A Pleasant (Revenue) Forecast

The revenue projections for the next two fiscal years were updated on Wednesday, giving the General Assembly revised numbers to use in finalizing a state budget before the session wraps up next week. The update also readjusted the current Fiscal Year 2017 numbers; the FY17 numbers that were reduced by nearly $300 million dollars in December were now adjusted back upward by $124 million (so FY17 won’t turn out as bad as previously thought).

That FY17 readjustment serves as a foundation for the forecasters’ confidence that the slow but steady economic growth will continue at a moderate pace over the coming biennium. The pleasant result: a modestly higher revenue forecast for FY2018 and FY2019. The forecast increase resulted from projected growth in sales tax collections (2.7% in FY18 and 3.4% in FY19), sales tax being the source that Indiana is most dependent on, and the larger percentage increase but smaller cumulative dollar increase anticipated in income tax collections (3.4% in FY18 and 5.9% in FY19) – the source that represents the next largest contributor to the state coffers.

The bottom line is that the forecast adds $200 million, only about six-tenths of one percent of the roughly $32 billion that the lawmakers now can expect to see collected in tax revenue over the next two years. While it is a small addition, it is still $200 million that they hadn’t planned on when they put together the budget numbers in HB 1001.

Understandably, the fiscal leaders caution against any major changes to what they have formulated to this point, but as the budget negotiations continue into the last days, they are certain to hear this additional money referenced as justification for some new or additional funding requests. Read the details from the forecasters’ presentation.

Numbers are in for Crafting the Final Budget

State budget watchers have been talking about the April update of the revenue forecast for months. This is because everyone knew that the numbers that came out this week revising the December projections for state tax receipts over the next two-plus years would be the numbers that control the final form of the FY 2014-FY 2015 biennium budget. While the significance of the April update is not to be diminished, the reality is that many of the “down in the weeds” budget crafters are the same people that generate the forecast. The Revenue Forecast Committee includes fiscal analysts from each of the four caucuses and a representative from the state budget agency – and these people are the ones that the fiscal leaders work with to put the budget together. So this means the folks who have been doing the hands-on budget detail work had a pretty good idea of what the April numbers would be earlier than when they were publically presented on Tuesday. But they couldn’t really generate revised numbers until they had enough indication of what the overall economic forecast would be. It is those trends and indicators that serve as the basis for the group’s revenue projections. The economic forecast (or outlook as they call it) is performed by IHS Global Insights (the largest and most renowned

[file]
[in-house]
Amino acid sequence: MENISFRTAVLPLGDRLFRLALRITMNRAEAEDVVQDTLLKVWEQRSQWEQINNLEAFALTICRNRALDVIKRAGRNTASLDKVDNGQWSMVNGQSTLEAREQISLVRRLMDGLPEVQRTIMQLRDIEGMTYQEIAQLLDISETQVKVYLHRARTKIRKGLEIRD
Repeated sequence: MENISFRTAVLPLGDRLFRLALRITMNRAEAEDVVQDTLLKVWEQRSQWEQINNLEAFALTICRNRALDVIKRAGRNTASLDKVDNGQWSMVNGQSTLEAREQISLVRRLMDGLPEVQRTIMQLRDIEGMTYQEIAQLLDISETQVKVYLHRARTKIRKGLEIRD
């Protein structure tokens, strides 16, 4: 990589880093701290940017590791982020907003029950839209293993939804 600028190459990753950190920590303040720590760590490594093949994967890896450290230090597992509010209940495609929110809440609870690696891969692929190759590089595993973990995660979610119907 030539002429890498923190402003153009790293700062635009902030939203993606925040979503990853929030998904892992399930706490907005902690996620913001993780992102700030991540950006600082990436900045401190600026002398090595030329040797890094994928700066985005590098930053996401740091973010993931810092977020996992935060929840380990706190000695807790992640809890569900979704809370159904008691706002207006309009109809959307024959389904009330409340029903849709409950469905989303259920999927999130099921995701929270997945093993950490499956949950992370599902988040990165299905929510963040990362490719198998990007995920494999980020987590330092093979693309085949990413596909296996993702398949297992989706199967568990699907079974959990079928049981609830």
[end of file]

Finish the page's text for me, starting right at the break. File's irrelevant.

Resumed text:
economics organization in the world).

The revenue forecasters apply economic variables to their formula guided by IHS Global Insight’s economic forecast/outlook for Indiana. The group’s presentation this week indicated continuation of a stable but slow recovery, a slight slowing of consumer spending and higher nonwage income. In response to the economic picture, the revenue forecasters made some modifications to their revenue forecasting model and also made an adjustment to the gaming tax projections to account for more out-of state-competition. The resulting bottom line was an upward revision of $290 million over the previous forecast for the balance of FY 2013 (+$33M), FY 2014(+73M) and FY 2015 (+$184M). Nearly all of the increase is attributable to projected individual income tax receipts in the next biennium. The individual income tax projections were increased by 3% and 4% for FY 2014 and FY 2015 respectively. This translates to $70 million and $151 million more than the December forecast.

The forecast’s show of strength in personal income growth could itself become the subject of debate in the budget negotiations since it can be argued two different ways. Those supporting a tax cut will point to it as evidence that the state is collecting too much in this particular category of revenue, while those cautioning against a cut will suggest that this demonstrates the volatility and uncertainty of a steady income stream. Will the forecasts cause the House budget-makers and the Senate budgetmakers to change their thinking and reconsider the tax cuts? Perhaps, but consider that $290 million is only 1% of the total budget and is really nothing more than an adjustment of a prior estimate.

However you want to view it, it is a positive upswing and that fact alone should help the Governor’s cause for the individual income tax rate reduction.